What is blessed thistle?
Blessed thistle (Cnicus benedictus L.) grows in dry sandy areas and is a member of the aster family. Blessed thistle is also commonly known as St. Benedictus’ Thistle (not to be confused with Saint Benedict’s Herb), and holy thistle. Blessed thistle is commonly found growing in sandy lots and along the sides of roads.
What are the benefits of blessed thistle?
Blessed thistle is used to treat appetie loss, indigestion, jaundice, diarrhea and premenstrual syndrome. Blessed thistle acts as a galactogogue in nursing women. Blessed thistle is praised for it’s ability to stregnthen blood vessels and capillaries, thus improving overall circulation. Blessed thistle is commonly used in conjunction with fenugreek, and is said to be more effective that way.
How does blessed thistle affect breastfeeding?
Like many other herbal remedies for a low milk supply, blessed thistle contains phytoestrogens which, when introduced to the body of a woman who may or may not be producing enough of her own estrogen, it increases milk flow and supply.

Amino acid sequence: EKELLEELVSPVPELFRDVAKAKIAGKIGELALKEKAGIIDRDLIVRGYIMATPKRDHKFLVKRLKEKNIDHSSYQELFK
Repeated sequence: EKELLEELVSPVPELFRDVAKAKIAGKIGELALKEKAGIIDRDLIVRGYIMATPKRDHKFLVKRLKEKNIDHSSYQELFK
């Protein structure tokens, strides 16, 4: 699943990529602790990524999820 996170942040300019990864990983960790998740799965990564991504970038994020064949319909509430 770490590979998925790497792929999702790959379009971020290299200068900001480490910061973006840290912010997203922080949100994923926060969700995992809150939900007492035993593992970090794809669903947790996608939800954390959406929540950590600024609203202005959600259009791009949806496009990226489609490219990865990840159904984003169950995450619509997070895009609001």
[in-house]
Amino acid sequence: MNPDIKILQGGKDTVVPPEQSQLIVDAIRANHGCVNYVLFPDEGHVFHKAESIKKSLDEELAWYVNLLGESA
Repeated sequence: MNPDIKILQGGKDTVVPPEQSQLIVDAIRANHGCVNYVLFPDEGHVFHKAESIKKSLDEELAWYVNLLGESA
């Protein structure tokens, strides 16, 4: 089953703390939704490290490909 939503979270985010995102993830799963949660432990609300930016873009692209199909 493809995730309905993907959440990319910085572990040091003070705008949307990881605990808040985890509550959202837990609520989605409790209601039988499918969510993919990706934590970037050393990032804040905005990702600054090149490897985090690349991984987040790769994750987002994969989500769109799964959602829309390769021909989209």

What are the risks of taking blessed thistle?
- Individuals who are allergic to members of the aster or daisy family should exercise caution when using blessed thistle, as they are likely to have a reaction to it as well.
- Individuals who are taking blood thinners should exercise caution before starting blessed thistle.
- Blessed thistle is not meant for long term use and should be taken for no longer than a week or two at a time and then discontinued.
- Blessed thistle may cause nausea.
- Blessed thistle should NOT be used during pregnancy.
- Blessed thistle should be avoided by individuals who have stomach ulcers.
What form is blessed thistle best taken in?
Blessed thistle is mostly available capsule form, and may or may not be easy to find locally, however, it is easily found online.